The State of Virginia released 2017-18 SOL scores for Virginia’s public schools a few weeks ago. While Alexandria’s scores stayed roughly the same under interim superintendent Dr. Lois Berlin, there were some significant variations that bear watching. In reading about the scores you may be interested to know that in the Alexandria public schools 27.4% of the students are white, 31.0% are black, 36.3% are Hispanic, 5.0% are Asian with the remaining .3% Native American.    

The biggest gain was in writing where scores were up four points system wide over 2016-17. Even this good news was marked by a small decline in the scores of white students and a somewhat larger three-point decline among Asians. Black students scored the same as last year. The increase was driven largely by an eight-point gain in scores of Hispanics along with lesser gains by economically disadvantaged, English learners and students with disabilities. Most student groups are above where they were 2015-16  except for whites who were down two points and Asians who were down ten points.

On the other hand, math scores declined substantially divisionwide. They were down five points for all students over 2016-17 and seven points over 2015-2016. Only white students maintained their scores of a 2016-17. All other groups saw lower scores and many suffered double digit losses compared with 2016-17 and 2015-16. Scores for reading, science and history were relatively unchanged from 2016-17 both system wide and for most groups.

A comparative analysis of the scores over the past four years from an academic source shows that there has been little progress in closing the gaps between the top scoring white students and other groups. Black students have made the most progress with significant strides in history and writing. Hispanic students made significant progress in writing last year.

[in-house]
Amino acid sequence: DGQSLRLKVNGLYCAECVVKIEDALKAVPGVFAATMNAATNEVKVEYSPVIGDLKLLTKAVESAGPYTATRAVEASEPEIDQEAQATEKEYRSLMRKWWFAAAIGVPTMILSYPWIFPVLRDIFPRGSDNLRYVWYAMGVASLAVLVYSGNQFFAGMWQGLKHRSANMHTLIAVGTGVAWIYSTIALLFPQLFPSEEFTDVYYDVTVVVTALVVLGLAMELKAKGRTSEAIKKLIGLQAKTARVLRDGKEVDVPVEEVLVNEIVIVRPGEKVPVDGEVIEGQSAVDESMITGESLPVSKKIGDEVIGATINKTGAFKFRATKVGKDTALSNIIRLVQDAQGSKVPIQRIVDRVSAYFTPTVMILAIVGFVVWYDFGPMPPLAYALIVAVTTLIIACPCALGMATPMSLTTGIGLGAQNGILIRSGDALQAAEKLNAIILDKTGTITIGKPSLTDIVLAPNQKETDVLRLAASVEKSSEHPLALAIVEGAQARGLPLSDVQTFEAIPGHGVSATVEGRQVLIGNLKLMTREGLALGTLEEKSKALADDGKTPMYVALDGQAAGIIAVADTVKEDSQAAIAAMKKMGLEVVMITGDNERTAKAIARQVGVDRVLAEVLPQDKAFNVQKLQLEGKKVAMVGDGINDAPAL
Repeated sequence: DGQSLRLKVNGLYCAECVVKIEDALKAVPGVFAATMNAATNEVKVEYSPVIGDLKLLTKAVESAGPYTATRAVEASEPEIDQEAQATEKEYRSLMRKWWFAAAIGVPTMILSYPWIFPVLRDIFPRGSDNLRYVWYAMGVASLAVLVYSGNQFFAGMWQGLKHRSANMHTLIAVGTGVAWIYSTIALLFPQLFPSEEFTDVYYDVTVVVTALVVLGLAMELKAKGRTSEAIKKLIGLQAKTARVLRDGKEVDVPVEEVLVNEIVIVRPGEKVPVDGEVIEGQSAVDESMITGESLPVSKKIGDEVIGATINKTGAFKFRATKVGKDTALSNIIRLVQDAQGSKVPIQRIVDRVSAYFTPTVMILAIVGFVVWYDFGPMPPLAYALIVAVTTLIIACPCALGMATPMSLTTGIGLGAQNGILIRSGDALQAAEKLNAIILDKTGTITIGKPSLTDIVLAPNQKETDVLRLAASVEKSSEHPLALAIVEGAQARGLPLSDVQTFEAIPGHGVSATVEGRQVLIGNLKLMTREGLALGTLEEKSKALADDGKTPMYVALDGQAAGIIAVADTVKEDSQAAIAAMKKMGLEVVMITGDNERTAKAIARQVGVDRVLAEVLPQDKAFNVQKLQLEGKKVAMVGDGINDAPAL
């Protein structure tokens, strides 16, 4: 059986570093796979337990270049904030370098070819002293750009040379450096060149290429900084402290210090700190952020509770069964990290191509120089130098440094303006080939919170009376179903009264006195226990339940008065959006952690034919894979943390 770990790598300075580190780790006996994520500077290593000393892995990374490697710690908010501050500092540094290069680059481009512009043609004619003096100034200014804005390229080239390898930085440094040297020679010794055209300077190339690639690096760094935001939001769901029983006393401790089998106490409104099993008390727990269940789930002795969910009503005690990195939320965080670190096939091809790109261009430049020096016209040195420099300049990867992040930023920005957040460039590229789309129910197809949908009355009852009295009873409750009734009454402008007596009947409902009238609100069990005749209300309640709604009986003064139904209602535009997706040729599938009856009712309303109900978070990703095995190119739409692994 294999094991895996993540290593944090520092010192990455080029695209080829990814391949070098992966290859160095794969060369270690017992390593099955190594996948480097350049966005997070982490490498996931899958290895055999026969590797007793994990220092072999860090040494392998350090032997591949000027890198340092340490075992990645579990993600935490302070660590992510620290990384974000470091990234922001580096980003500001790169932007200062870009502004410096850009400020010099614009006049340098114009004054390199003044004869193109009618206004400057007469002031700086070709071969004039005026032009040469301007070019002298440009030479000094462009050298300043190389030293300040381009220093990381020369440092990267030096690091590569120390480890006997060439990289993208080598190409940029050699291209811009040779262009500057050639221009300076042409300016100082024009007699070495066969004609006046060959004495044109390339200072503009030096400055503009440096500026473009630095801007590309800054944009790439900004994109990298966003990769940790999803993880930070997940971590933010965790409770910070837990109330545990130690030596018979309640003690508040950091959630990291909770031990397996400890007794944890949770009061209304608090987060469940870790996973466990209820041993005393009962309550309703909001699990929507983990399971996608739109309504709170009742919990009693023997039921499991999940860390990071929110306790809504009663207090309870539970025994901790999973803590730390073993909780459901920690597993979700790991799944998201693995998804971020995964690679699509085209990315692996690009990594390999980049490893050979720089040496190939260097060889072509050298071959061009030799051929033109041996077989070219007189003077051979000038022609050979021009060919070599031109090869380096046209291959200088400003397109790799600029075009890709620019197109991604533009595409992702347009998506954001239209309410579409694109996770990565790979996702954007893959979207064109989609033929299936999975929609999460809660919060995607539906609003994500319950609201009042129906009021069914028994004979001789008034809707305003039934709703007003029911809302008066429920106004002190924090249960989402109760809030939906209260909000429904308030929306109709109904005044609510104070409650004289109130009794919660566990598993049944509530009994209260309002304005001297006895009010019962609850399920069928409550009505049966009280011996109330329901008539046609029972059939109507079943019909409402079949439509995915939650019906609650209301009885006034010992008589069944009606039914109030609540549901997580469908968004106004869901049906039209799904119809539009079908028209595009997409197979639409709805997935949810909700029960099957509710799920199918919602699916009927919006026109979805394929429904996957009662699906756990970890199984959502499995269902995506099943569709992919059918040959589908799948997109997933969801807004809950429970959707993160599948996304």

Our new Superintendent, Dr. Gregory Hutchings, Jr., is coming into a system that has made some progress, but which has still failed to achieve a breakout. Except for white scores and some black scores, Alexandria’s results continue to be below the state average. Hispanics, which constitute the largest group in the schools, have actually lost ground in three of the five tests over the past three years. Other smaller sub groups are in even worse shape.

He will have to reshape education here to reach out to these students and improve their ability to succeed. While doing this he must maintain the programs and activities that have improved learning for black students and maintained it for whites. This is not an easy task.

Superintendent Hutchings also must understand what happened to the students’ performance in mathematics. The drops were much too consistent across the student groups to assume that it was just a fluke. Mathematics is a key to securing many of today’s well-paying jobs and Alexandria can not be complacent and expect the problem to cure itself.

We have believed that the school system was poised for its breakout for the past few years. It is up to Dr. Hutchings and his staff to make it happen.